Substitution Cipher

What Does Substitution Cipher Mean?

A substitution cipher is a type of encryption where characters or units of text are replaced by others in order to encrypt a text sequence. Substitution ciphers are a part of early cryptography, predating the evolution of computers, and are now relatively obsolete.


Techopedia Explains Substitution Cipher

In a substitution cipher, a letter such as A or T, is transposed into some other letter, which effectively encrypts the sequence to a human reader. The issue is that simple substitution ciphers do not really encrypt effectively in terms of computer evaluation – with the rise of the personal computer, substitution ciphers became relatively easy for computers to crack. However, some of the ideas behind the substitution cipher continue to live on – some forms of modern encryption might use an extremely large text set and an extremely sophisticated substitution to effectively encrypt information.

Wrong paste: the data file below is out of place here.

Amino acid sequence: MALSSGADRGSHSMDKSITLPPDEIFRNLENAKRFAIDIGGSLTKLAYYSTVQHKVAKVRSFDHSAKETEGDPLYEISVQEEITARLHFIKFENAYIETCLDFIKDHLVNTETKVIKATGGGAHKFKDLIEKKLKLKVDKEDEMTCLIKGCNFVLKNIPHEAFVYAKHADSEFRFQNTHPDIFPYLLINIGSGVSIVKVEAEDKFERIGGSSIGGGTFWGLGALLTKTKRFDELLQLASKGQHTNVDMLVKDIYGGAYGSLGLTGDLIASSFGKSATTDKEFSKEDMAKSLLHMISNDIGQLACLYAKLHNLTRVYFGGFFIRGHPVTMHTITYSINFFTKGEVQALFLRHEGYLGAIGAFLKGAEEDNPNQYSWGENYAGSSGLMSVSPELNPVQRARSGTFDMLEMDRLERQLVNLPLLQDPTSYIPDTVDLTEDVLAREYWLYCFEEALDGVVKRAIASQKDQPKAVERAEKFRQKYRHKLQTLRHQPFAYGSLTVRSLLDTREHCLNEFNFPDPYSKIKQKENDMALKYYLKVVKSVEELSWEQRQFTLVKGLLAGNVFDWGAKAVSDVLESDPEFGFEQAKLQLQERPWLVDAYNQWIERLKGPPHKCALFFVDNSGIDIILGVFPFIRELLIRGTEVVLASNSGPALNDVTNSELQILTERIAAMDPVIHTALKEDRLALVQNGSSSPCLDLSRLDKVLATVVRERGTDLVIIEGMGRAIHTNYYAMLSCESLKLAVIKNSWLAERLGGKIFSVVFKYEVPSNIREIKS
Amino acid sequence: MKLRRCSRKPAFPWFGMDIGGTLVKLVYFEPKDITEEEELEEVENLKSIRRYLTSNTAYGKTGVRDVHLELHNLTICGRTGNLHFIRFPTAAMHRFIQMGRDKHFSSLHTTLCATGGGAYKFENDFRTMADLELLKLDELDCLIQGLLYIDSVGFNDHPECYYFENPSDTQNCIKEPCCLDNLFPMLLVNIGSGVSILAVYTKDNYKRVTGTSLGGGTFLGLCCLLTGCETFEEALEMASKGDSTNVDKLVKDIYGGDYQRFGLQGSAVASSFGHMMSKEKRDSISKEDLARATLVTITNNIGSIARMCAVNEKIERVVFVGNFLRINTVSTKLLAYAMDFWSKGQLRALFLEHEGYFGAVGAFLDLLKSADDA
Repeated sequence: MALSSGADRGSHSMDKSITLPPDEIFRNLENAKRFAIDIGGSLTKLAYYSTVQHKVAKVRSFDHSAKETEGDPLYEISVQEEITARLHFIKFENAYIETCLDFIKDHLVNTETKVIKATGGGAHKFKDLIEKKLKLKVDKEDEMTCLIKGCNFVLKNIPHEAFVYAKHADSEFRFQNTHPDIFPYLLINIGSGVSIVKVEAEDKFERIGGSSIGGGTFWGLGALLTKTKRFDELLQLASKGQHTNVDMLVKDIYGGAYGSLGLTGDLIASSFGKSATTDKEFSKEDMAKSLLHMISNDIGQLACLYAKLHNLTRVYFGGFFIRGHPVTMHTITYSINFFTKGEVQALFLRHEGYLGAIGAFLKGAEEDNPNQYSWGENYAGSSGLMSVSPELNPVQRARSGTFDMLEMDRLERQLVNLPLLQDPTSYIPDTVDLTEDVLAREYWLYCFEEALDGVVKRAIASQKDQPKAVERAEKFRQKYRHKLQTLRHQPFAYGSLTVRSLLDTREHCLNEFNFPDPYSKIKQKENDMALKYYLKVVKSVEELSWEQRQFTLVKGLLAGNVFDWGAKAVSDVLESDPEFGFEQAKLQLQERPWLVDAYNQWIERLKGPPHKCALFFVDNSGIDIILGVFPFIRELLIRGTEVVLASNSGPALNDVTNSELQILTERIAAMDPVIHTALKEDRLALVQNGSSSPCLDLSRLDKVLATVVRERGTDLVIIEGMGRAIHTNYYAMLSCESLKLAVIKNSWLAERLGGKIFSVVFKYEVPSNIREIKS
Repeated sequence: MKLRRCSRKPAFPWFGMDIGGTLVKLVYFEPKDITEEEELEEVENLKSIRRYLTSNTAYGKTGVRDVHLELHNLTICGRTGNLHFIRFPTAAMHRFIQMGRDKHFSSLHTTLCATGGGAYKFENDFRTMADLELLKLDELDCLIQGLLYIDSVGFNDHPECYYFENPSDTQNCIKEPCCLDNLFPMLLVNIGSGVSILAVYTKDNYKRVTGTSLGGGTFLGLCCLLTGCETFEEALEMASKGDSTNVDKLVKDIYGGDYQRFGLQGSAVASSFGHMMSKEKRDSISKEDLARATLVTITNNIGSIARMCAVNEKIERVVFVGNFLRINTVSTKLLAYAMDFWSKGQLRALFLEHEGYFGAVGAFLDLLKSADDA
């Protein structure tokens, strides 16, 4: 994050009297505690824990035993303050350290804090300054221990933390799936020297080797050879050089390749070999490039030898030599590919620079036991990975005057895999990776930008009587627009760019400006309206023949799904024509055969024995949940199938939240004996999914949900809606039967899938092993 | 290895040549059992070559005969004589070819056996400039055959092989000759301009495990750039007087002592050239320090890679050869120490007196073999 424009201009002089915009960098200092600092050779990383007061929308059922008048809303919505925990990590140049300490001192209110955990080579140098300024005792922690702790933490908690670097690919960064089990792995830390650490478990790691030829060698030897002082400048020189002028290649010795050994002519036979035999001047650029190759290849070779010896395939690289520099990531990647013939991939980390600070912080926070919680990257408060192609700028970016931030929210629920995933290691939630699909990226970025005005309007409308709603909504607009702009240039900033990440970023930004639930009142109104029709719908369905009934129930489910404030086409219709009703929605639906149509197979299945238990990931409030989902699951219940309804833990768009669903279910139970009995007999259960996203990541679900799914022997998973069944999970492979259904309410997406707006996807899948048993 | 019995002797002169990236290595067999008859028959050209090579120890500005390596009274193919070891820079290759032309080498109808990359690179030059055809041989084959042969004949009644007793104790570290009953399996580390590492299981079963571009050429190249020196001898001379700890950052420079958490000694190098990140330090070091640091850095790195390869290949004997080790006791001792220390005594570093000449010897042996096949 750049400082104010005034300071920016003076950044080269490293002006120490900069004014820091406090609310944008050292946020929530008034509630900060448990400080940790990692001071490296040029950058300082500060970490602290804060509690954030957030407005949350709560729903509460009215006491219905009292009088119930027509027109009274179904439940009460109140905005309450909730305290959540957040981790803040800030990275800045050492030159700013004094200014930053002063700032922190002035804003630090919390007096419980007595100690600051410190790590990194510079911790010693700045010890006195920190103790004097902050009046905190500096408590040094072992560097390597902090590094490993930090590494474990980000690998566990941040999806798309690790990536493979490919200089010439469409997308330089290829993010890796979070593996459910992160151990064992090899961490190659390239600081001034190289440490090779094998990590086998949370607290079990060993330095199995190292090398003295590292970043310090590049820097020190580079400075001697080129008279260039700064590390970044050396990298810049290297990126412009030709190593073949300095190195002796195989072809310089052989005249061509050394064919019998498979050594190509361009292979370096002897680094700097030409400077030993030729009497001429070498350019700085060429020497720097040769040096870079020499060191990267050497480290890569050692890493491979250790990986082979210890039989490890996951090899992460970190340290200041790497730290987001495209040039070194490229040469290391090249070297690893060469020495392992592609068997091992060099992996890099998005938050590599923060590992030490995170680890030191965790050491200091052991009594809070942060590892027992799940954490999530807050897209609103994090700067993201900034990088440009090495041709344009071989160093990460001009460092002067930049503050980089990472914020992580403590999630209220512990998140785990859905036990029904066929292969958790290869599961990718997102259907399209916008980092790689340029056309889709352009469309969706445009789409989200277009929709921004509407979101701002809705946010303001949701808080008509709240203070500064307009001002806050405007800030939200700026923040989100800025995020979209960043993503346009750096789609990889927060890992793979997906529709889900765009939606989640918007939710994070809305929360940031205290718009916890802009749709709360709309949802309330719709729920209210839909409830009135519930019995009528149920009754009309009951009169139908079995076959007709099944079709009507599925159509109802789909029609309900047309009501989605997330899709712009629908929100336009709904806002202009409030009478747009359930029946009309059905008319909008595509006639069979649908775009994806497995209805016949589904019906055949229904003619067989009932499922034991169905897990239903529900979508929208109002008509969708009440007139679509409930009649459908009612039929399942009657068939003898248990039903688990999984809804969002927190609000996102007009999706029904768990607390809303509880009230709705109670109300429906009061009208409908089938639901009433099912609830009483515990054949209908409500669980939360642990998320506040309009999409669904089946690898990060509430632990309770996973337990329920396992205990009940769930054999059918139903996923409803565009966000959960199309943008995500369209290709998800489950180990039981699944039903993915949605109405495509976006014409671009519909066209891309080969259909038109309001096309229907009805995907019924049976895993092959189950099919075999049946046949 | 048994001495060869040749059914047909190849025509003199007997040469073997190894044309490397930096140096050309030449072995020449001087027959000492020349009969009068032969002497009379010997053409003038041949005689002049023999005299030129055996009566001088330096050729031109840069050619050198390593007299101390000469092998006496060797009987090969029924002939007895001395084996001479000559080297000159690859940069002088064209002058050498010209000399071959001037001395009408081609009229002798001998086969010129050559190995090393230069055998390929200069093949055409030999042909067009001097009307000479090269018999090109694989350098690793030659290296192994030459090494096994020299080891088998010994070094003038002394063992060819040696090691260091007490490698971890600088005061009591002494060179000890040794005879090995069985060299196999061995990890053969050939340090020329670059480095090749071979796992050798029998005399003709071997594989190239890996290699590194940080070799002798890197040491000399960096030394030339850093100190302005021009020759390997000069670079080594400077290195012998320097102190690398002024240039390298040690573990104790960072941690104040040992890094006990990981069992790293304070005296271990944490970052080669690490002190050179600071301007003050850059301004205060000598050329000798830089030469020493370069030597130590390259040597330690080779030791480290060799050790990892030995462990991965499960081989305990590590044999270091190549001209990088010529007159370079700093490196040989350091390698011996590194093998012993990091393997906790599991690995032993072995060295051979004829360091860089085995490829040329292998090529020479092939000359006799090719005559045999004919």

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Margaret Rouse

Margaret Rouse is an award-winning technical writer and teacher known for her ability to explain complex technical subjects to a non-technical, business audience. Over the past twenty years her explanations have appeared on TechTarget websites and she's been cited as an authority in articles by the New York Times, Time Magazine, USA Today, ZDNet, PC Magazine and Discovery Magazine.Margaret's idea of a fun day is helping IT and business professionals learn to speak each other’s highly specialized languages. If you have a suggestion for a new definition or how to improve a technical explanation, please email Margaret or contact her…